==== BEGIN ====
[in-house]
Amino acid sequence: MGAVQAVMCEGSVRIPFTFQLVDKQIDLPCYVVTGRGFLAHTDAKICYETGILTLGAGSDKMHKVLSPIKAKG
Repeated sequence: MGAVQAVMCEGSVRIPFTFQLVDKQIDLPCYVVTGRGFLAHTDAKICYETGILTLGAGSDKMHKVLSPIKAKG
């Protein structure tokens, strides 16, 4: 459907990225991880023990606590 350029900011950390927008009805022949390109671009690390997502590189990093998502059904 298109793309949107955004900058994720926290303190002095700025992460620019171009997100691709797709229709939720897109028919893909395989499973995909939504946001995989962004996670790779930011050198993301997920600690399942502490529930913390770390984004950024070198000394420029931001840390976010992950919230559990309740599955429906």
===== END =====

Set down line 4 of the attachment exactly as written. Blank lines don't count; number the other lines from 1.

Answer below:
């Protein structure tokens, strides 16, 4: 459907990225991880023990606590 350029900011950390927008009805022949390109671009690390997502590189990093998502059904 298109793309949107955004900058994720926290303190002095700025992460620019171009997100691709797709229709939720897109028919893909395989499973995909939504946001995989962004996670790779930011050198993301997920600690399942502490529930913390770390984004950024070198000394420029931001840390976010992950919230559990309740599955429906």